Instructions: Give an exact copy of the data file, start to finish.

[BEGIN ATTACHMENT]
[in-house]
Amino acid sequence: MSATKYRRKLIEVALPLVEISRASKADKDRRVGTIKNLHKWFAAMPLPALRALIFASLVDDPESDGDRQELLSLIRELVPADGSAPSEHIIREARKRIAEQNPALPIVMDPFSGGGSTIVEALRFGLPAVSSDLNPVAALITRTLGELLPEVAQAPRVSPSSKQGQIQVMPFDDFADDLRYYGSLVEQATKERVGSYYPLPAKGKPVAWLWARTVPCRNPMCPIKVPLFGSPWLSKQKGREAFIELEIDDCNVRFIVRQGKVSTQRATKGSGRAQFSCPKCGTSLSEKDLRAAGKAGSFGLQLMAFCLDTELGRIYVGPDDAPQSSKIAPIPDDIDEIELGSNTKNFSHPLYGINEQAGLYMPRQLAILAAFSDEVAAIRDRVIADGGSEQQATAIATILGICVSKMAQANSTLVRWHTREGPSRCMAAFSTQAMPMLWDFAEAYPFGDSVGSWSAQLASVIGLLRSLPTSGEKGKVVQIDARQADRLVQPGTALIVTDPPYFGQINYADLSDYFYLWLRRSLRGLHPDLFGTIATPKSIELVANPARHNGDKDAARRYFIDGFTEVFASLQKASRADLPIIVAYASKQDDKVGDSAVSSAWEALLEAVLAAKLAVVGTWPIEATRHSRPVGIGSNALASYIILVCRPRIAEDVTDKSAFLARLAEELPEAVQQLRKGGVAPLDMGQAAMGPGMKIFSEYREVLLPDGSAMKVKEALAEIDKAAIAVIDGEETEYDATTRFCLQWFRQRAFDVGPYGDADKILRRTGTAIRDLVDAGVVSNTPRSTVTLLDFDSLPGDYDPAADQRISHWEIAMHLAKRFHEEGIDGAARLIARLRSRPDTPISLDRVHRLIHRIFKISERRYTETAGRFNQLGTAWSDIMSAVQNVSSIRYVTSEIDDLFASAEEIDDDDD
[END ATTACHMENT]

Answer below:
[in-house]
Amino acid sequence: MSATKYRRKLIEVALPLVEISRASKADKDRRVGTIKNLHKWFAAMPLPALRALIFASLVDDPESDGDRQELLSLIRELVPADGSAPSEHIIREARKRIAEQNPALPIVMDPFSGGGSTIVEALRFGLPAVSSDLNPVAALITRTLGELLPEVAQAPRVSPSSKQGQIQVMPFDDFADDLRYYGSLVEQATKERVGSYYPLPAKGKPVAWLWARTVPCRNPMCPIKVPLFGSPWLSKQKGREAFIELEIDDCNVRFIVRQGKVSTQRATKGSGRAQFSCPKCGTSLSEKDLRAAGKAGSFGLQLMAFCLDTELGRIYVGPDDAPQSSKIAPIPDDIDEIELGSNTKNFSHPLYGINEQAGLYMPRQLAILAAFSDEVAAIRDRVIADGGSEQQATAIATILGICVSKMAQANSTLVRWHTREGPSRCMAAFSTQAMPMLWDFAEAYPFGDSVGSWSAQLASVIGLLRSLPTSGEKGKVVQIDARQADRLVQPGTALIVTDPPYFGQINYADLSDYFYLWLRRSLRGLHPDLFGTIATPKSIELVANPARHNGDKDAARRYFIDGFTEVFASLQKASRADLPIIVAYASKQDDKVGDSAVSSAWEALLEAVLAAKLAVVGTWPIEATRHSRPVGIGSNALASYIILVCRPRIAEDVTDKSAFLARLAEELPEAVQQLRKGGVAPLDMGQAAMGPGMKIFSEYREVLLPDGSAMKVKEALAEIDKAAIAVIDGEETEYDATTRFCLQWFRQRAFDVGPYGDADKILRRTGTAIRDLVDAGVVSNTPRSTVTLLDFDSLPGDYDPAADQRISHWEIAMHLAKRFHEEGIDGAARLIARLRSRPDTPISLDRVHRLIHRIFKISERRYTETAGRFNQLGTAWSDIMSAVQNVSSIRYVTSEIDDLFASAEEIDDDDD